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Thread: D. whittakeri mixed fortunes

  1. #1
    fly-catchers's Avatar
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    Hi
    I have been growing D. whittakeri for 12 years now, but this winter has been a problem. [img]http://www.**********.com/iB_html/non-cgi/emoticons/new/smile_h_32.gif[/img]
    Of my 4 potted plants one small one has rotted and died, a second one with two growing points (2 tubers) has been heavily deformed, and the second growing point came away in my hand as rotted!
    Here is a photo of that plant:


    The plant on the left is the one gone now- [img]http://www.**********.com/iB_html/non-cgi/emoticons/new/confused.gif[/img]

    Of the other two, one has two growing points and looks a bit better, but has no dew on its tips. Only the final plant is still looking ok with healthy leaves, dew and flowers. This is my original tuber, all the other tubers came from that one.

    They are growing in a mix of granulated peat & sand. And is the same mix I have always used. They are in my Neps house and are in the sunniest position. Though with winter here sun is quite rare.
    In the past I used to water them from above and let the water run through the compost. But after reading various CP books have for the first time this winter stood them in a water tray. Could this be the key to the problems?
    I have also had fungus gnats which I have treated the compost for. Do their lava eat the tubers? As the remaing tubers to those dead plants were rotten/soft but still around.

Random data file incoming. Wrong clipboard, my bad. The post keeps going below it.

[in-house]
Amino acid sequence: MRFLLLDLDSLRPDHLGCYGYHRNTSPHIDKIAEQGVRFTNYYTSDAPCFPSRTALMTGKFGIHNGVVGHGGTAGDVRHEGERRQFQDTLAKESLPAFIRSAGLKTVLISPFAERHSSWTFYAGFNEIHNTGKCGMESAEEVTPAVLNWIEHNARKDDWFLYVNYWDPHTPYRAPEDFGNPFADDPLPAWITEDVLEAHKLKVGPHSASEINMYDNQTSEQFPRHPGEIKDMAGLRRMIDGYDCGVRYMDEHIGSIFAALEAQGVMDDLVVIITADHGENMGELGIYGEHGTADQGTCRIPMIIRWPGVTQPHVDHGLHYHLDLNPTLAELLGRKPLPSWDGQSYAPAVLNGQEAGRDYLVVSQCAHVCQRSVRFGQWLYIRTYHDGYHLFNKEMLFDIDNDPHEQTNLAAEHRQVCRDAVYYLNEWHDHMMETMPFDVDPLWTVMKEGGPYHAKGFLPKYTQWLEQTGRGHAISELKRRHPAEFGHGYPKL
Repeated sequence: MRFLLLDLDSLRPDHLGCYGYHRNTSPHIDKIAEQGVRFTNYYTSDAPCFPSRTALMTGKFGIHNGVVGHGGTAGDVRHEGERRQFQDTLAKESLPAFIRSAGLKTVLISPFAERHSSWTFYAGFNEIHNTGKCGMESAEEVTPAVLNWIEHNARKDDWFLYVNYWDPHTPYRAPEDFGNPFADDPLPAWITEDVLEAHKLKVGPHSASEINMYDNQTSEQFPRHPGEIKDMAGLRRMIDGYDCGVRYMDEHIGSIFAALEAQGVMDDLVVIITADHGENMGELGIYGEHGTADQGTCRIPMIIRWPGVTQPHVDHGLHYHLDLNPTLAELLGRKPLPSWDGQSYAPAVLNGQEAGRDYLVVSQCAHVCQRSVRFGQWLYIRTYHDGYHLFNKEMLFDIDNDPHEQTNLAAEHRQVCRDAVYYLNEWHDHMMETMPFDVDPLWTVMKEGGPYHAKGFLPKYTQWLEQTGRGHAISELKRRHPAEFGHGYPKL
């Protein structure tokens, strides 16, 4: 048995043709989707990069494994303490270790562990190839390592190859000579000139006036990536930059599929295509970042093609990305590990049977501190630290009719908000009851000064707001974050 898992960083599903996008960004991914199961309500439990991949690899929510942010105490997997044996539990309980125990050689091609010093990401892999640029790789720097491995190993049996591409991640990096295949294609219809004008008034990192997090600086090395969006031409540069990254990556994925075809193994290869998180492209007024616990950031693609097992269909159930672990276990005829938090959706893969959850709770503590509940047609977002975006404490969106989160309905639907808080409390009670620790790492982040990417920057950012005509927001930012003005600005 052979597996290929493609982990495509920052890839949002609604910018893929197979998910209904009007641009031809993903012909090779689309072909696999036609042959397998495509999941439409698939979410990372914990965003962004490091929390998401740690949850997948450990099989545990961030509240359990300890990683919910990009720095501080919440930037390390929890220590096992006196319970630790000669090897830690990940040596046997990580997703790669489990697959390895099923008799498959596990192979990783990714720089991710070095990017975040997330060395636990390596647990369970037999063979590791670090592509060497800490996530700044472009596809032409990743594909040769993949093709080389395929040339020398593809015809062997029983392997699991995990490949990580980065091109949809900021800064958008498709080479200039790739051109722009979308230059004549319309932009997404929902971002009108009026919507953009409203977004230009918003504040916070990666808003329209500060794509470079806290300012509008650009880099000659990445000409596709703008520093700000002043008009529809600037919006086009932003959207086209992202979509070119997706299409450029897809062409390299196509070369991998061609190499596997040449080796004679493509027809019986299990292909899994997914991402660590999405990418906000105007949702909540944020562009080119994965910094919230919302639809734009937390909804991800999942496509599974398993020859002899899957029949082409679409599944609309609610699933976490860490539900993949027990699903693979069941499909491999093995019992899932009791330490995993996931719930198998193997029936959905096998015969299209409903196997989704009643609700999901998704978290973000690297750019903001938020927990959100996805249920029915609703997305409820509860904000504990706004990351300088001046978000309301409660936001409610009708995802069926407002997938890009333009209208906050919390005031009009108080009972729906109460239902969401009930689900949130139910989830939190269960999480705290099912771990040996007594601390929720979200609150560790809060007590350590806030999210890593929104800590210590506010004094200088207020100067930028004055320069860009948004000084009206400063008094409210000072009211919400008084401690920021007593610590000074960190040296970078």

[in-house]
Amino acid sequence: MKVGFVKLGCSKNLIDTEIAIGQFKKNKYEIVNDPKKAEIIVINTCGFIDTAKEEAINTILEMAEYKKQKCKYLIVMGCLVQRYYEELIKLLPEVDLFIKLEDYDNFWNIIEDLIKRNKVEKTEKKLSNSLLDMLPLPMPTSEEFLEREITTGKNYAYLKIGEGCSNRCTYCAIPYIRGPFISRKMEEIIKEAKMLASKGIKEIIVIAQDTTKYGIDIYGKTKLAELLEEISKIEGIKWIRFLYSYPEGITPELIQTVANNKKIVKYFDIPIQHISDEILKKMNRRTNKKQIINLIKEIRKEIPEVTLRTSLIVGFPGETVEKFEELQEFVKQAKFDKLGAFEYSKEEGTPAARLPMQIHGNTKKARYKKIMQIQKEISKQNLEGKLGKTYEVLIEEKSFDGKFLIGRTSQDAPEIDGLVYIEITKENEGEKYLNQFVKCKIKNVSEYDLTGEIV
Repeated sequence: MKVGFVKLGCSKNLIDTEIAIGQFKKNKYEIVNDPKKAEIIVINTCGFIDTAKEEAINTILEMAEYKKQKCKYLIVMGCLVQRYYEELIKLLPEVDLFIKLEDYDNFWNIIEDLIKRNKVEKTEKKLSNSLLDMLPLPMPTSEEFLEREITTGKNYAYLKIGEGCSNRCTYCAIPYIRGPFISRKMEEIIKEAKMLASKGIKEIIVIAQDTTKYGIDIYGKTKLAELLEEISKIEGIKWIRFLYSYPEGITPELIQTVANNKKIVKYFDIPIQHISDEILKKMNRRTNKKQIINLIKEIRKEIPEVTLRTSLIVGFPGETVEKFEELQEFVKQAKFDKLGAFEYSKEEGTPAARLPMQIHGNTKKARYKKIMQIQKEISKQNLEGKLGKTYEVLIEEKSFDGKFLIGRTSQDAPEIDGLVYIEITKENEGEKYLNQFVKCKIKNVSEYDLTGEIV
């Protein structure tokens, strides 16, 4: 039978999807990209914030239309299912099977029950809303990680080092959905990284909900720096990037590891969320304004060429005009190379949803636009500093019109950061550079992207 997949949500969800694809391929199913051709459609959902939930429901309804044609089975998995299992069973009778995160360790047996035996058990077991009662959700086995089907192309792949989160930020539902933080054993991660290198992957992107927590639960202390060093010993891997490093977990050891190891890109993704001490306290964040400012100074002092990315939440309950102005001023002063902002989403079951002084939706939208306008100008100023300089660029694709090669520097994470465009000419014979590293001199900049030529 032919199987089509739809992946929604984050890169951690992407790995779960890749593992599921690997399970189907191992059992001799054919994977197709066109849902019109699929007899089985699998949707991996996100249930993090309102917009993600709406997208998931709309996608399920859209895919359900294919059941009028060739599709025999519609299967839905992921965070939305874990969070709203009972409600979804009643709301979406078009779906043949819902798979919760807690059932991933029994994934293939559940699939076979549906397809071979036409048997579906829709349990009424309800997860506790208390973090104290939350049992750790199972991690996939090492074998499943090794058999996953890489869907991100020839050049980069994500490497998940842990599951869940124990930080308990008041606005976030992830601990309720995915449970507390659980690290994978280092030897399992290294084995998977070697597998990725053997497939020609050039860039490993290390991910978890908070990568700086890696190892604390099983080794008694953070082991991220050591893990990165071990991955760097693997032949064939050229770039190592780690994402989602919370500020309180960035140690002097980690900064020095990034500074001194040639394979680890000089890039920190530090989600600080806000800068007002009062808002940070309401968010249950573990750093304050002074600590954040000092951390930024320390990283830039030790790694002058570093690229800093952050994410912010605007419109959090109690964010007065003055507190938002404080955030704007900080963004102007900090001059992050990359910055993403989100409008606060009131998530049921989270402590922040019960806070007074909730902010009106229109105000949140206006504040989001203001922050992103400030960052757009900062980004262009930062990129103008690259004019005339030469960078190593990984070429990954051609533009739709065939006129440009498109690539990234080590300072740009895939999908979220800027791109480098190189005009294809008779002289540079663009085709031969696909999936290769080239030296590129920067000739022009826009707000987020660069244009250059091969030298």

As I have had no problems till now I won't to insure I have at least one plant left after this winter! Any help gratefully received [img]http://www.**********.com/iB_html/non-cgi/emoticons/new/smile.gif[/img]

    cheers

    bill

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    If it was not for the fungus gnats, I would say you had a solid winner, as that was the major change you made.
    You have done really well to grow something like that for 12 years.
    If you like, I can fax Allen Lowrie and ask his opinion on the subject. Not many know more about these things than he does.

    Cheers,

    Joe

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    fly-catchers's Avatar
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    Quote Originally Posted by [b
    Quote[/b] (The Griffin @ Jan. 14 2005,11:12)]If it was not for the fungus gnats, I would say you had a solid winner, as that was the major change you made.
    You have done really well to grow something like that for 12 years.
    If you like, I can fax Allen Lowrie and ask his opinion on the subject. Not many know more about these things than he does.

    Cheers,

    Joe
    Thanks Joe,
    It would be great to hear Allen Lowrie's views on this...

    cheers

    bill

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    BobZ's Avatar
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    Quote Originally Posted by [b
    Quote[/b] (fly-catchers @ Jan. 14 2005,5:48)]I have been growing D. whittakeri for 12 years now, but this winter has been a problem. ... They are growing in a mix of granulated peat & sand. And is the same mix I have always used. ... I used to water them from above and let the water run through the compost. But after reading various CP books have for the first time this winter stood them in a water tray. Could this be the key to the problems?